Airbnb books its own listing despite falling revenue

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Accommodation platform Airbnb is joining the surge of technology companies defying turbulent markets to list on the US stock exchange, despite taking a $US1 billion revenue hit from the coronavirus pandemic.

Airbnb's IPO, which was filed on Monday, listed at raising $US1 billion ($1.4 billion) but this is unlikely to be the final figure with estimates the travel giant Airbnb could raise as much as $US3 billion for a valuation of up to $US30 billion when it lists on the Nasdaq.

The short-term accommodation and experience booking platform was expected to go public earlier this year but revenue dived when the coronavirus pandemic hit and its customers cancelled their bookings and demanded refunds.

Travel giant Airbnb has filed an S-1 to list on the US Nasdaq. Credit:Josh Robenstone

In the nine months ended September 30, 2020, gross booking value fell 39 per cent to $US18 billion and revenue fell 32 per cent to $2.5 billion.

Airbnb recorded a net loss of $US696,865 for the nine months to September 30, 2020, more than double its loss of $US322,801 for the same period the year before.

"COVID-19 has materially adversely affected our recent operating and financial results and is continuing to materially adversely impact our long-term operating and financial results," Airbnb said in the filing. "However, we believe that as the world recovers from this pandemic, Airbnb will be a vital source of economic empowerment for millions of people."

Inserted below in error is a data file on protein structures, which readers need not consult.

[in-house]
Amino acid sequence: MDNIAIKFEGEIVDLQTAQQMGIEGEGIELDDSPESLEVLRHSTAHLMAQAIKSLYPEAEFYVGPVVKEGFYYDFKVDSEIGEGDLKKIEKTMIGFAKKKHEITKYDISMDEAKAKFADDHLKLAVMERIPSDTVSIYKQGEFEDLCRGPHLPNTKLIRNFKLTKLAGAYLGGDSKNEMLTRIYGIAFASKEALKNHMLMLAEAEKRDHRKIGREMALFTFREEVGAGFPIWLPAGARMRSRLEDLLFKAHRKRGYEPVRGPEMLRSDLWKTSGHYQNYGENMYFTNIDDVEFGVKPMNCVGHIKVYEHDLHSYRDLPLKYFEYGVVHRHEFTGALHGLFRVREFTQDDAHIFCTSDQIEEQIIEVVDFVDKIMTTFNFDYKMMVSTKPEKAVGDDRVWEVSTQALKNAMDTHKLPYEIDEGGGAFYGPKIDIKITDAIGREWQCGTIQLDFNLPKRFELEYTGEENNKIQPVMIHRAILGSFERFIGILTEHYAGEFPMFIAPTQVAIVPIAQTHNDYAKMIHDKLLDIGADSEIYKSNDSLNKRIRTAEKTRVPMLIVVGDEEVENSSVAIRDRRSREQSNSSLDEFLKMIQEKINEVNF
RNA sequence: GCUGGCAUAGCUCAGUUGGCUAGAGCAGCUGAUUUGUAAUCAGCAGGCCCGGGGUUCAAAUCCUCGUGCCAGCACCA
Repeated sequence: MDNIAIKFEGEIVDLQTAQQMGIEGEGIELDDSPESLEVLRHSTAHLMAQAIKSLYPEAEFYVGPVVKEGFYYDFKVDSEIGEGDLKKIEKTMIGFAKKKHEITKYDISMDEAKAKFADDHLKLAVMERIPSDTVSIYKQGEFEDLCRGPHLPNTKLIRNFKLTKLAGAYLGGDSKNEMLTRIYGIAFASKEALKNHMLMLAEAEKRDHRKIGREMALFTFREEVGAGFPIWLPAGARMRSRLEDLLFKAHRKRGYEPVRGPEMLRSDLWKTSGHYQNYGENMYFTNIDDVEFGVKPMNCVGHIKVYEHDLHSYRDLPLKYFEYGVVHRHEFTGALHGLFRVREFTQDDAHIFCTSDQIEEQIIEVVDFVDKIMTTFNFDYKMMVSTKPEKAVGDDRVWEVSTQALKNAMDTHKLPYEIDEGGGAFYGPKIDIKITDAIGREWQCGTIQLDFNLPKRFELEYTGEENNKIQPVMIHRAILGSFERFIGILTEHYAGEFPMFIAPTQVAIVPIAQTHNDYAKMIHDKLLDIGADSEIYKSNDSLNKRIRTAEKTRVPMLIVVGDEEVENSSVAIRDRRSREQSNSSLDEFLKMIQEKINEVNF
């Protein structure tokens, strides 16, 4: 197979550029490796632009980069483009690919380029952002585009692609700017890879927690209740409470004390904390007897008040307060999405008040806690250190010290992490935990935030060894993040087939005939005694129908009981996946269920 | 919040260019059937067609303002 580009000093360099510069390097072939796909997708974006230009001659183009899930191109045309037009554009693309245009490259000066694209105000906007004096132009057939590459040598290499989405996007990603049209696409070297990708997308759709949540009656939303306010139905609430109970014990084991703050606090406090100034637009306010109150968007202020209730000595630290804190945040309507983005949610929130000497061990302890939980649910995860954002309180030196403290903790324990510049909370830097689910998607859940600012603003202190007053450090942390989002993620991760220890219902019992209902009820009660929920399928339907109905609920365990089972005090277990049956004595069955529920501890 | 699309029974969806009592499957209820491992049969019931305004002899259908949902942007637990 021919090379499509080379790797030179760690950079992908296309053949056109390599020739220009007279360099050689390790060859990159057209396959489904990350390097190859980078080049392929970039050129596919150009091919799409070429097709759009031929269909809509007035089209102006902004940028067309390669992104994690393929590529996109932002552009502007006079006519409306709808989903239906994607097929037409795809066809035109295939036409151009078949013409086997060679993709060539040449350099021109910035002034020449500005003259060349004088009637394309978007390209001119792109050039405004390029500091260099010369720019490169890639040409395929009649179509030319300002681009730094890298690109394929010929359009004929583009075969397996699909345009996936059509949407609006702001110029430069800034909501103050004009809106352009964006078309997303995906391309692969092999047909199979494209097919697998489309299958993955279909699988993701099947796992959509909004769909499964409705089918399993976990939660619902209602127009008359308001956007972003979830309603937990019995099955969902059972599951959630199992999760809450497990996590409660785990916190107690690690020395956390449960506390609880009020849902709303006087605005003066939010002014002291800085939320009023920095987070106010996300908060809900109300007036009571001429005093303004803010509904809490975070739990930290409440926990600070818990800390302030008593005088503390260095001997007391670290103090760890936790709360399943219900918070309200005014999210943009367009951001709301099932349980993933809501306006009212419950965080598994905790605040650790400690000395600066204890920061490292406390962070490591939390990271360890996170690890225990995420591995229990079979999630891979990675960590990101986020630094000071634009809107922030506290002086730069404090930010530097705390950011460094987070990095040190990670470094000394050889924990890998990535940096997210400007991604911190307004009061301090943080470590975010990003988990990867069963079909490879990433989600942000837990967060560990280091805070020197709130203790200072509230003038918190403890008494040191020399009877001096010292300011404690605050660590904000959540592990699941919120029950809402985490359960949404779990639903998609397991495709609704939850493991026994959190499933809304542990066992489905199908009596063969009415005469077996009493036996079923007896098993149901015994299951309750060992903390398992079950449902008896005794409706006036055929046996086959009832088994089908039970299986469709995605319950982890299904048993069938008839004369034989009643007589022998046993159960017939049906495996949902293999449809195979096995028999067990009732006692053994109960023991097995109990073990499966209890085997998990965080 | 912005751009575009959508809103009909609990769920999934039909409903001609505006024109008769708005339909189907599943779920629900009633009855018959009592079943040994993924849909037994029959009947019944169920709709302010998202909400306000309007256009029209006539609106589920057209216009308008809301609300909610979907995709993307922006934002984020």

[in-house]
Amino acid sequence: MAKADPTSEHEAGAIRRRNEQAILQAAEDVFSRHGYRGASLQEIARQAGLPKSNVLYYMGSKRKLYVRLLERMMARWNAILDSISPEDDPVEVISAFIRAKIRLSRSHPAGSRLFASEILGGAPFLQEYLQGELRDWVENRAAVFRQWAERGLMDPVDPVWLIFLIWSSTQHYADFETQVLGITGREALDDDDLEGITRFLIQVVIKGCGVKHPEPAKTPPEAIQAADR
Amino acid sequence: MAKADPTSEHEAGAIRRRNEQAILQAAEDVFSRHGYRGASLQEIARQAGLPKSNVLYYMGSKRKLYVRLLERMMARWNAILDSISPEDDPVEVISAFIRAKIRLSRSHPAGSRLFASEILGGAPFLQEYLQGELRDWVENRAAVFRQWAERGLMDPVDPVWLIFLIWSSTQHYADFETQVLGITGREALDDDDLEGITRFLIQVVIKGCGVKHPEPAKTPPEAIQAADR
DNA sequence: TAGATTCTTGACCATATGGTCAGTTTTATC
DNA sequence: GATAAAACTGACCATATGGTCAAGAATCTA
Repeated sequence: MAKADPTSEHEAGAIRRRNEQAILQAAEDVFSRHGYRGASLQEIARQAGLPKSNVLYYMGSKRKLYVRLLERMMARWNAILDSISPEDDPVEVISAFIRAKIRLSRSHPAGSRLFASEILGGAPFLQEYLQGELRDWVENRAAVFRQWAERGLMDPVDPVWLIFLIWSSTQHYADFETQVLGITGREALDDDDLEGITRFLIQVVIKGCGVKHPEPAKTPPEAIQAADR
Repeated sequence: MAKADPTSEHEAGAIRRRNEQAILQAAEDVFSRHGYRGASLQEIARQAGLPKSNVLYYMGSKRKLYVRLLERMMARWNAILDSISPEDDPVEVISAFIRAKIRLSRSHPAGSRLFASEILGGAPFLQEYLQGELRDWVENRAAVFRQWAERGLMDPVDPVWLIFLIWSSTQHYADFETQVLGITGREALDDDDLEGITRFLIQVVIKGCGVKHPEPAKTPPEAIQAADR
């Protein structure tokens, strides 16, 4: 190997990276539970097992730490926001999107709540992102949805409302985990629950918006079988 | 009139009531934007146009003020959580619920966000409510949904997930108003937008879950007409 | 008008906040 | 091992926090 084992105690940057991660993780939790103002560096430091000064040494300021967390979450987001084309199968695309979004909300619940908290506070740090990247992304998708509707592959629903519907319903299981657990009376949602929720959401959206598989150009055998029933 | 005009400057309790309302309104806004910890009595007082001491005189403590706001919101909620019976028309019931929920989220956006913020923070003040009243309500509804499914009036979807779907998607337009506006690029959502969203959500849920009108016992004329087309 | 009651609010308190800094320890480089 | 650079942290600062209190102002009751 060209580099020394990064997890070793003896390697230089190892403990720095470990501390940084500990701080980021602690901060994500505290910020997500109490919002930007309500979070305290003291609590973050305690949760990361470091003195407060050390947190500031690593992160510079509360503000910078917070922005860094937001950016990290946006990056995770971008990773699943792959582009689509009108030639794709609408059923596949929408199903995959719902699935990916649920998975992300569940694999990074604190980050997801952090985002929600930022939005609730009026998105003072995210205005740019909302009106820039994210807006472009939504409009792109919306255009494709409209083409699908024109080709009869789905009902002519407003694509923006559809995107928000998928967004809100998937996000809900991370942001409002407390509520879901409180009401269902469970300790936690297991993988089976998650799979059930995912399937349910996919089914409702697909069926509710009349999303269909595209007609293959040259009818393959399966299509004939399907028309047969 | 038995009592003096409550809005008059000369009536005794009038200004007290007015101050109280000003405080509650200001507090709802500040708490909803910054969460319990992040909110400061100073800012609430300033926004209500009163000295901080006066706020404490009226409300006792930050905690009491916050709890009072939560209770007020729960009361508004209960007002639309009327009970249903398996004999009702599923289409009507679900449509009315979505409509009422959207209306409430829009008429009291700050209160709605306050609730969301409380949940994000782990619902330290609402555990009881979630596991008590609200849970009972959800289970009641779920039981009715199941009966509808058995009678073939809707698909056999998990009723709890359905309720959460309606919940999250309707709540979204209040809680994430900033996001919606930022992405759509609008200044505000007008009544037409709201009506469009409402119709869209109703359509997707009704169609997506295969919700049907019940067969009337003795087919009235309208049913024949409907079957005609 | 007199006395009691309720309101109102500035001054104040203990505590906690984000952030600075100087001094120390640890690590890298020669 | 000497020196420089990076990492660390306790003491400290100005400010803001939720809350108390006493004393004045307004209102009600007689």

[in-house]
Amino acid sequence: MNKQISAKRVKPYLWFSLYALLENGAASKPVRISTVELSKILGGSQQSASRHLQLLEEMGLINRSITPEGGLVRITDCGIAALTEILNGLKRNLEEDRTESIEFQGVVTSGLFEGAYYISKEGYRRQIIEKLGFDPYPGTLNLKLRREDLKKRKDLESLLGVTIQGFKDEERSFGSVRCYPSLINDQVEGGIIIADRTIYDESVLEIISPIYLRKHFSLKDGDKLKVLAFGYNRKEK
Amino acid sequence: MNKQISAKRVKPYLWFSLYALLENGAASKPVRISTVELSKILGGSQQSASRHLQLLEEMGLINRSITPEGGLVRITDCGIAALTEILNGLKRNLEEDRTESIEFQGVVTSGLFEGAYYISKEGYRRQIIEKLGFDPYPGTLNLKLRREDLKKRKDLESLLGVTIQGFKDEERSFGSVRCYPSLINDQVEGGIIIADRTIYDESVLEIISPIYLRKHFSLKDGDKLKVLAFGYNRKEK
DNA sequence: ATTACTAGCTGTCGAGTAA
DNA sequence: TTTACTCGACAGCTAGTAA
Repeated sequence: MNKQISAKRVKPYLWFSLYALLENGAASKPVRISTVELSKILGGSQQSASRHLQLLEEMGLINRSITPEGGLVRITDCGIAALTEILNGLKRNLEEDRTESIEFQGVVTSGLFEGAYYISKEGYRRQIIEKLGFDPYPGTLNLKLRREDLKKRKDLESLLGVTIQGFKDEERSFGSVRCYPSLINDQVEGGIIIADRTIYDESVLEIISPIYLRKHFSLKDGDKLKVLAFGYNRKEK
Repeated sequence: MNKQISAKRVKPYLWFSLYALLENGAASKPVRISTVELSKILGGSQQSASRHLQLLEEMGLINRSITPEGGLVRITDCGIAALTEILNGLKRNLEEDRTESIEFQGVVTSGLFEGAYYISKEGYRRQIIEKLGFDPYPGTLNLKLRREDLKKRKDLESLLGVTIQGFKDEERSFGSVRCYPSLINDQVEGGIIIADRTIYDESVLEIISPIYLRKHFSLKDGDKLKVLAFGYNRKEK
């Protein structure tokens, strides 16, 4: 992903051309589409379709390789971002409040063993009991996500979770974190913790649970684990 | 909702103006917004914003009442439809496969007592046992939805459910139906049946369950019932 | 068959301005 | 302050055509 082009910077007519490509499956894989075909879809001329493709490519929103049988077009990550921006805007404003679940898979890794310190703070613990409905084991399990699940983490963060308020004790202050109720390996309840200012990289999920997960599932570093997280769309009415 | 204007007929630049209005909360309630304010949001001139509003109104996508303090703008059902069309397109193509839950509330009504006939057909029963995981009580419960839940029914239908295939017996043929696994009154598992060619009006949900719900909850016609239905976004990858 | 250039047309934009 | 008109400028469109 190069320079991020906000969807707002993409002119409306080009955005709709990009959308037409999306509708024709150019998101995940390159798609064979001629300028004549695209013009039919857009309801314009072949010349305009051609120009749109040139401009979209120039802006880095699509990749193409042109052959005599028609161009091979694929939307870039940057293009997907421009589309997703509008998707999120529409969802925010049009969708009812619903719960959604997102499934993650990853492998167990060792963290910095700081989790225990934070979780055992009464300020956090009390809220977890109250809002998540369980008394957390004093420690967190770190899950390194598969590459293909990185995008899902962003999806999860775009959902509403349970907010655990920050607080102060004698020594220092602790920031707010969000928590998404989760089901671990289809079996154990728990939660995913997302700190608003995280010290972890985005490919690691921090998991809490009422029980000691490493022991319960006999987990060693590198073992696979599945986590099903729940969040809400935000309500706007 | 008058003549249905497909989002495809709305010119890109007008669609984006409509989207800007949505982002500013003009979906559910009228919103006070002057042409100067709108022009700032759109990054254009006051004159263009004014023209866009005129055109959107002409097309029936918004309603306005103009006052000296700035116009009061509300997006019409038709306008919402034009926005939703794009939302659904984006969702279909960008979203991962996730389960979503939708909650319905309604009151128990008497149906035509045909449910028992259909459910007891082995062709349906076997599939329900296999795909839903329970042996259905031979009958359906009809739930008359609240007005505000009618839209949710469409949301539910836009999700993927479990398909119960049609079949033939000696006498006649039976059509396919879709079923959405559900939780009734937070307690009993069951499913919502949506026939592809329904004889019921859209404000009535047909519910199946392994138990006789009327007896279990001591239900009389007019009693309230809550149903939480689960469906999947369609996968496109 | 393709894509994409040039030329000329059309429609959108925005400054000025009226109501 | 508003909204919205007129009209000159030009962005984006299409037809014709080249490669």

Airbnb joins a number of US technology companies going public this year, including DoorDash, Palantir, Asana, Snowflake and BigCommerce.

The company was founded in 2008 by Brian Chesky, Joe Gebbia, and Nate Blecharczyk who rented out an airbed in a spare bedroom in San Francisco and the trio still own 43.7 per cent of the company.

It has been a tough year for Airbnb which laid off 1900 staff when the pandemic hit and was forced to fundraise $US2 billion in debt and equity securities in April.

"We have incurred net losses in each year since inception, and we may not be able to achieve profitability," Airbnb said in its filing.

Alexandra Ormerod, co-founder of Australian high-end property rental business Luxico, which is one of six Airbnb partners worldwide, said it would be interesting to see how Airbnb's IPO went given its timing.

"I suspect it will be a successful IPO, it is a very strong brand," she said.

"We were hit pretty hard early on in March, April and May and wrote off about 70 per cent of our revenue but found an enormous amount of goodwill from our response, as soon as lockdown lifted people were rebooking straight away," she said.

Luxico recorded revenue of about $10 million last year with about 15 per cent of its bookings coming through Airbnb.

Airbnb declined to comment but Susan Wheeldon, country manager for Airbnb in Australia, said in an interview earlier this year with The Age and The Sydney Morning Herald that Airbnb's listing would be a "blockbuster IPO" but would not change the way the company operated.

"We are operating as if we are public in terms of our requirements and standards so the view is that it's a technical milestone for us and it doesn't hold us back from continuing our growth and progress," she said.

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